Following complaints by six other aspirants, the Supreme Court ordered the commission also to register Social Democratic Party leader Vasyl Onopenko, Mykola Haber of the Patriotic Party, Oleksandr Rzhavskyy of the Single Fatherland party, Oleksandr Bazylyuk of the Slavic Party, and Vitaliy Kononov of the Green Party. The Supreme Court is still considering the appeal of the only remaining presidential hopeful: Yuriy Karmazin of the Party of the Fatherland's Defenders.
The sheer number of presidential hopefuls makes an analysis of their election prospects a complicated task. Moreover, virtually all of the incumbent president's main rivals come from the left of the political spectrum, as a result of which their election programs are frequently similar, if not identical, on a variety of issues. But this state of affairs is problematic not only for analysts. The candidates themselves are experiencing difficulties forging their own distinctive political identity among the dozen or so competitors. For this reason, the main candidates are not only presenting their political platforms but are also seeking to project a "mythologized" image. Such images are usually limited to a handful of slogans, but it seems that such devices may be at least as important as official programs in mustering votes on 31 October.
Incumbent President Kuchma is constantly present in the Ukrainian media and therefore has no need to seek to project his image in any special way. His re-election bid is handicapped, however, by Ukraine's disastrous economic situation. While keeping silent on economic issues, Kuchma's image-makers advertise him as a world statesman and the only Ukrainian politician who has some clout in the West. According to them, Kuchma is the only guarantor of Ukraine's transformation, and his re-election would mean the continuation of current reforms.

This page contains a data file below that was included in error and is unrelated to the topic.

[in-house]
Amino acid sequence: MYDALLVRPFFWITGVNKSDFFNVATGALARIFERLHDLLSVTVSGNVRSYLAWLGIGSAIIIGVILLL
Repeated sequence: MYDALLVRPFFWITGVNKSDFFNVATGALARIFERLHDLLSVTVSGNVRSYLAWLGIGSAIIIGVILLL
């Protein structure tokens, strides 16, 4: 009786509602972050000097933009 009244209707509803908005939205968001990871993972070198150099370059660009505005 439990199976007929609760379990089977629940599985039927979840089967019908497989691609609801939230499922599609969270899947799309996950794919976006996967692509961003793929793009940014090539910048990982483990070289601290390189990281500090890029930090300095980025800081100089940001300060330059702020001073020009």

Communist Party leader Symonenko lacks luster as a politician, but his assets include the unwavering support of the largest caucus in the parliament as well as that of disillusioned pensioners and the unemployed, who are openly nostalgic for the Soviet era. Symonenko promotes himself as the defender of the "ordinary people," an enemy of international financial organizations, and a proponent of Ukraine's integration with Russia and Belarus.
Progressive Socialist Party chairwoman Vitrenko is the most radical and populist presidential candidate among those on the left wing. While earlier she had vehemently promoted herself as the only "true Marxist" in Ukraine, she now prefers to underscore her economic education and doctorate. Her "reform" program advocates reintroducing a command economy, halting privatization, and breaking all relations with the IMF and the World Bank. She sharply criticizes both Communist Symonenko and Socialist Moroz as "opportunists" and "betrayers" of the socialist idea.